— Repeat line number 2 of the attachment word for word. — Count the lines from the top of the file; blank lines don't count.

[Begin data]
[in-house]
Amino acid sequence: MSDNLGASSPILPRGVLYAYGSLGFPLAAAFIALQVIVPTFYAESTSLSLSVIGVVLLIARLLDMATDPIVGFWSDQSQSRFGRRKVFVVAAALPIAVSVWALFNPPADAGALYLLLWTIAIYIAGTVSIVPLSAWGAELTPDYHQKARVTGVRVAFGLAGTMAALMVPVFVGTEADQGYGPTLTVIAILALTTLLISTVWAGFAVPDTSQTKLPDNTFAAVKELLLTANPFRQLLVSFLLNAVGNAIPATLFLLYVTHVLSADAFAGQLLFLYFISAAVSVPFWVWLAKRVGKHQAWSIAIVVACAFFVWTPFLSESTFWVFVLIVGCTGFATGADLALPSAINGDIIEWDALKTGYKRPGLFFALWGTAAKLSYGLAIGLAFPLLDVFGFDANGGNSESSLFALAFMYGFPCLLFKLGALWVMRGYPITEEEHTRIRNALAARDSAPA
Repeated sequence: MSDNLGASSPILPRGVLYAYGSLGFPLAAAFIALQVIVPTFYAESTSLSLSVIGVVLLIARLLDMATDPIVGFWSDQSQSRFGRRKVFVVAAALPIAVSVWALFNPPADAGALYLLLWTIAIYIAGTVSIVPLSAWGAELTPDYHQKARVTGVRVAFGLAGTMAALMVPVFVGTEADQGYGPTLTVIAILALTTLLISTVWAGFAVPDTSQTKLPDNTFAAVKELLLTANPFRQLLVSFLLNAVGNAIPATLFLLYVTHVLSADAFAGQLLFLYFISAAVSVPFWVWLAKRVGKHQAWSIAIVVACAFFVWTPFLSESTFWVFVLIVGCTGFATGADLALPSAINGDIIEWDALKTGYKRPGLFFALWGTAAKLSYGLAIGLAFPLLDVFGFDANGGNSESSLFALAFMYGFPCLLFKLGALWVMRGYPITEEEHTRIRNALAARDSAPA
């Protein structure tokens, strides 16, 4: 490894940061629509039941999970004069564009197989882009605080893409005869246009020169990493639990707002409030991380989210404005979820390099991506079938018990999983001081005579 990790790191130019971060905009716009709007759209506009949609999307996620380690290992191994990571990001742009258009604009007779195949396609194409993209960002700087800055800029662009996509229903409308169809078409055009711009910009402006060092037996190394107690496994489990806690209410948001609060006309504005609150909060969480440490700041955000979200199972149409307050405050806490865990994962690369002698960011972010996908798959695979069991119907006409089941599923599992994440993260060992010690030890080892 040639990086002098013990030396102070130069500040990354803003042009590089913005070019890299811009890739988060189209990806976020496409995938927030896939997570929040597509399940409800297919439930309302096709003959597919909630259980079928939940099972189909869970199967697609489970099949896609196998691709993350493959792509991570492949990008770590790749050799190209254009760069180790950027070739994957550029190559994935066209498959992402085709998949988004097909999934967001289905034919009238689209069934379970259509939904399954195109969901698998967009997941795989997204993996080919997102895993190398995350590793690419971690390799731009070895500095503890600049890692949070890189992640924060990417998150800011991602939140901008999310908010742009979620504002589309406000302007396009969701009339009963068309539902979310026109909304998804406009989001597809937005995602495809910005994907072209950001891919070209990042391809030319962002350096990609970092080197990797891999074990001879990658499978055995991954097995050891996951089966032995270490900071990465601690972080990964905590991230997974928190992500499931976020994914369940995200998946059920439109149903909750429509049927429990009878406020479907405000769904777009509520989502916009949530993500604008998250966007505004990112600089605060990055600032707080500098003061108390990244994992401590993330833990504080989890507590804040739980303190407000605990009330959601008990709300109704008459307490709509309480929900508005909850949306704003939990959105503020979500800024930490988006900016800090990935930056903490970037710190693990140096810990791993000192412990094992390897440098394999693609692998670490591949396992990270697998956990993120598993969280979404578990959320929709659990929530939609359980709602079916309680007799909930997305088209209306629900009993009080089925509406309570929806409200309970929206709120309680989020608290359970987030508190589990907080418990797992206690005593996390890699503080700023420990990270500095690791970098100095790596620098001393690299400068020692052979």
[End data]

Amino acid sequence: MSDNLGASSPILPRGVLYAYGSLGFPLAAAFIALQVIVPTFYAESTSLSLSVIGVVLLIARLLDMATDPIVGFWSDQSQSRFGRRKVFVVAAALPIAVSVWALFNPPADAGALYLLLWTIAIYIAGTVSIVPLSAWGAELTPDYHQKARVTGVRVAFGLAGTMAALMVPVFVGTEADQGYGPTLTVIAILALTTLLISTVWAGFAVPDTSQTKLPDNTFAAVKELLLTANPFRQLLVSFLLNAVGNAIPATLFLLYVTHVLSADAFAGQLLFLYFISAAVSVPFWVWLAKRVGKHQAWSIAIVVACAFFVWTPFLSESTFWVFVLIVGCTGFATGADLALPSAINGDIIEWDALKTGYKRPGLFFALWGTAAKLSYGLAIGLAFPLLDVFGFDANGGNSESSLFALAFMYGFPCLLFKLGALWVMRGYPITEEEHTRIRNALAARDSAPA